—When it comes to food loss and waste, innovation is on our side. What current initiatives do you think are valuable or worth mentioning?
—In recent times, we have seen an increase in the development of apps that help consumers to reduce food waste in the home by tracking the use-by dates of food and recommending its consumption or recipes to maximise the use of food ingredients in the household to prevent it from being wasted.
Food sharing apps are used by restaurants, cafes and bakeries to reduce food waste by making surplus food prepared by these establishments available for sale. Food sharing apps are also used to connect supermarkets to charities and help neighbours in sharing unwanted food, rather than discarding it.
Mobile phone applications are increasingly being used by farmers in developing countries to identify markets to sell their crops and reduce post-harvest losses.
Innovations in food packaging, that maintain the quality and shelf-life of food, reduce food loss and waste and the burden of packaging waste management are also very valuable in fighting food loss and waste. While a considerable body of work is on-going, much needs to be done globally to help the stem the problem of the environmental persistence of packaging waste that is associated with food waste.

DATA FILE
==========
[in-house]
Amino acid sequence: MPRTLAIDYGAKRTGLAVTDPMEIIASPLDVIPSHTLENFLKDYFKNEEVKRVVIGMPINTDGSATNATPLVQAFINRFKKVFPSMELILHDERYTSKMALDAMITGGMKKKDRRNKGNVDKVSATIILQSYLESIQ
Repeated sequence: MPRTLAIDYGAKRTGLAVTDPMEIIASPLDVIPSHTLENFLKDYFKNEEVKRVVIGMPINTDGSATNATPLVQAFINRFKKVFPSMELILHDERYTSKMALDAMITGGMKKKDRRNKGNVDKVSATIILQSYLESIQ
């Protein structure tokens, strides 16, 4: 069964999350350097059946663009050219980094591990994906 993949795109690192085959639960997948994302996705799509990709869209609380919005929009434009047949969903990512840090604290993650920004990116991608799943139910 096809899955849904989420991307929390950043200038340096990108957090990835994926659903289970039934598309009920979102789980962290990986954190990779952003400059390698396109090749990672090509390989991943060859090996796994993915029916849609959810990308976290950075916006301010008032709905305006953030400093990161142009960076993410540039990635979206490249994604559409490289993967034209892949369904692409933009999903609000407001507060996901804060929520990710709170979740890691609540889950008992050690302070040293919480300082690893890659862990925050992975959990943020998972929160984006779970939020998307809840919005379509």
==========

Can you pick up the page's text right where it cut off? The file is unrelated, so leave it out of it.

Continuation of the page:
—When we buy local food and supply chains become shorter, we see with our own eyes the faces of those who are involved in its production. Do you think that shopping local could help us to revalue food and stop throwing it away?
—The globalization of food supply chains has to some extent resulted in a loss of local food culture. Shopping local, could very likely contribute to bringing back some of these values, in that it would lead to a better appreciation of local foods and the work and effort that goes into to producing them and getting them to the plate of the consumer.
Locally produced foods are generally fresher, of higher nutritional value and more appealing than food that has travelled extensively over long periods.
From my personal perspective there is definitely a difference between purchasing food in a local fresh produce market than in a supermarket.